Author Topic: DAVIS GUGGENHEIM TALKS TO TEACHERS  (Read 1506 times)

Offline Reginald Hudlin

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« on: December 10, 2010, 07:36:49 am »

Davis Guggenheim.Film director and producer
Posted: December 9, 2010 02:51 PM

On November 15, I invited teachers from around the county to send in their thoughts on Waiting for "Superman".

Thank you for writing and taking the time to share your ideas, comments, frustrations and opinions on the film. There is no doubt this is a heated issue. And you are all at the center of it. Trying to change our classrooms without involving teachers is like trying to bake a cake without an oven. Your voice must be a part of the discussion.

Below are some answers to a few of the same questions a lot of you had. But please keep the conversation going. I really do love hearing from you.

To ProfTK: Thanks for your question. I don't think charters are the answer. Charters can suffer from many of the same problems any district schools suffer from, and I note in the film that only 1 in 5 are doing better than average. I think there are some outstanding examples of charters that prove that it's possible to get amazing results in some of the toughest neighborhoods and I think we should learn from what they are doing. The message of Waiting for "Superman" should not be misconstrued as "pro" this or "anti" that. The message of the film is that we are failing too many kids and that you shouldn't have to "win" a chance at a great education in America. It's important to note that the families in my movie don't care what their schools are called -- district, magnet, charter, etc. They just want great schools!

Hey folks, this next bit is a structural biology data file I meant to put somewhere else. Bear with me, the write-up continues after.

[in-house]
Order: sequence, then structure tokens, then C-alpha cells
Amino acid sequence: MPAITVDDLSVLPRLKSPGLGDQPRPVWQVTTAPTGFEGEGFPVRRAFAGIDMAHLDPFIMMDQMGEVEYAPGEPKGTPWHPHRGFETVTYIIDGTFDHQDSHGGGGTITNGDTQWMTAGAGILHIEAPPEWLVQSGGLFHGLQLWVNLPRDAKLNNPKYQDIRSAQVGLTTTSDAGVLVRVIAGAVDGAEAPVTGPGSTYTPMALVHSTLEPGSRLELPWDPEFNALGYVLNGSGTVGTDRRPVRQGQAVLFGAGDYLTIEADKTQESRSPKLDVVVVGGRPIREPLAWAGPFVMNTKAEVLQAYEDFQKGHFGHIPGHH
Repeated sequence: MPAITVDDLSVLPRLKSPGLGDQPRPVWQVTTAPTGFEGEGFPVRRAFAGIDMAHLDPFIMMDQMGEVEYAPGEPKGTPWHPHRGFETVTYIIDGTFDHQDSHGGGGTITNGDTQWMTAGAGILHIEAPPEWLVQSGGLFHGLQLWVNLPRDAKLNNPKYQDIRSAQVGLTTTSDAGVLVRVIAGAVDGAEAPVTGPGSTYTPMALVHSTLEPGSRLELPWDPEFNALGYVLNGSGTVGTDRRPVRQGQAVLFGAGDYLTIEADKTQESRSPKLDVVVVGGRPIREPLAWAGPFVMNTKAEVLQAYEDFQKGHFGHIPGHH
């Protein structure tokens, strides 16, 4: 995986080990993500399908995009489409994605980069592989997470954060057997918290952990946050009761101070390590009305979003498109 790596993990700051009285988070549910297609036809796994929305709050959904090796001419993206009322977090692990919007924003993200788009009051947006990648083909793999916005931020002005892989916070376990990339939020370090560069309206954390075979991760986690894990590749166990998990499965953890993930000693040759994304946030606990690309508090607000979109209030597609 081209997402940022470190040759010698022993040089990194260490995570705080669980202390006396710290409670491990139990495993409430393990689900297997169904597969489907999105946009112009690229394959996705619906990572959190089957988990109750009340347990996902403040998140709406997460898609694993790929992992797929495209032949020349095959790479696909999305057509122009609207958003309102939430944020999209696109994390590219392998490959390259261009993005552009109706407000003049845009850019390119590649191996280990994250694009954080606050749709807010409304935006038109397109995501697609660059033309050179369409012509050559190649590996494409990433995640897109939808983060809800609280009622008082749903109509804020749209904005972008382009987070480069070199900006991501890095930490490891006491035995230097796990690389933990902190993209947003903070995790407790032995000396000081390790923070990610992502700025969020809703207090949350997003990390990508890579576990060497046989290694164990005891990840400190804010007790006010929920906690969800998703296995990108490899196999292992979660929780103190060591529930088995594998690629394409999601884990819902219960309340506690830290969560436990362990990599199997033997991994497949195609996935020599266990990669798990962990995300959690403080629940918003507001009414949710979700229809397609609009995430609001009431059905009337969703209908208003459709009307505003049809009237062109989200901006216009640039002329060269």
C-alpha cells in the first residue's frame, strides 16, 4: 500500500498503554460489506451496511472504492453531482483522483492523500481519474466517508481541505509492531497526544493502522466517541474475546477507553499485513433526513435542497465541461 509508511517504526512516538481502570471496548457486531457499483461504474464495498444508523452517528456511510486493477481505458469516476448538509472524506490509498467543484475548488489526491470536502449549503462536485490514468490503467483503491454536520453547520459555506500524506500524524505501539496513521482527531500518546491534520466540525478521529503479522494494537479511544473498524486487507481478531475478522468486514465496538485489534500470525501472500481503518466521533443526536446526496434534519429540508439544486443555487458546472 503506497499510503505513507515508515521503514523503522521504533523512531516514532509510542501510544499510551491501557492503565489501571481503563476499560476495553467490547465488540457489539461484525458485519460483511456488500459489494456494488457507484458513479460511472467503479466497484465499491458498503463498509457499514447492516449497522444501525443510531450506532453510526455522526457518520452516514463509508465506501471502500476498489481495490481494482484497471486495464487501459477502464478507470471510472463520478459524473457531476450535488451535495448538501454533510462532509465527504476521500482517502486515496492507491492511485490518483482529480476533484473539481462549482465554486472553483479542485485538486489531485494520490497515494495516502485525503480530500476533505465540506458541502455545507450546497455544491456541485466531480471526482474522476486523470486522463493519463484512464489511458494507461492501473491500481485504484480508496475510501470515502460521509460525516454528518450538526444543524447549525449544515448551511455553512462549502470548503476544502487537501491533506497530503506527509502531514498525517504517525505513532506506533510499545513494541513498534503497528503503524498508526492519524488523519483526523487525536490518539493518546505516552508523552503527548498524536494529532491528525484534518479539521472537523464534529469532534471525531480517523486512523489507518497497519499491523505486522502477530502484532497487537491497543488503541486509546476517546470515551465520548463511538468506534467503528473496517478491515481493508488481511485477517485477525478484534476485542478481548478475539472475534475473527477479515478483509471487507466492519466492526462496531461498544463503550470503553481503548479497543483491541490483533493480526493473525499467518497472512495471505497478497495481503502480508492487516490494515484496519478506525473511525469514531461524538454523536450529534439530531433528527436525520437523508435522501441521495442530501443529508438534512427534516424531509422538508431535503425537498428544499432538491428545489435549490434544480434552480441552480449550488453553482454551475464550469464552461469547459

Dear Shelz: Thank you so much for your question. I completely understand your frustration as a teacher. My first film, The First Year, was about the life and struggles of five teachers. I saw firsthand what you are talking about. After making that film, I promised myself that if I ever had the chance to make another film about public education, I'd talk about the "system" that makes it so hard on teachers like yourself. And that is what I tried to do. I don't agree with people who want to frame Waiting for "Superman" in a polarizing way. I believe we need to reward great teachers like yourself, make sure we have great principals and leaders to support you, and change the system to further support what you are doing for kids. I hope teachers, as well as parents, students and people who care about the children and direction of our country keep sending comments and thoughts and most importantly, taking action to help ensure every kid in America gets a great education.

Offline jefferson L.O.B. sergeant

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« Reply #1 on: December 11, 2010, 09:34:45 pm »
I have a question for Guggenheim.

Do you think anyone with the slightest degree of reason is falling for this?

You are a mercernary with a camera working at the behest of Eli Broad and Bill Gates. You took the time to demonize people who dedicate their lives to helping children at the 2nd lowest salary for a person with a college degree.

What is even worse about this lowlife is how gullible he believes people are. If this is meant to give you an Oscar push you could forget it!

You didn't call for teachers to be involved in the anti-teacher propaganda campaign known as EDUCATION NATION sponsored by Gates to push a pro charter school agenda. You didn't call for teachers to be involved in the myriad of interviews where you had Geoffrey " Lex Luthor" Canada assist you in demonizing teachers.

Maybe Gates and Broad can buy you an Oscar replica to appease your ego.

Offline Curtis Metcalf

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« Reply #2 on: December 12, 2010, 09:26:53 am »
Okay, JS, you don't like this film.
But the sky is falling ...
"Seek first to understand, then to be understood."
"Be hard on systems, but soft on people."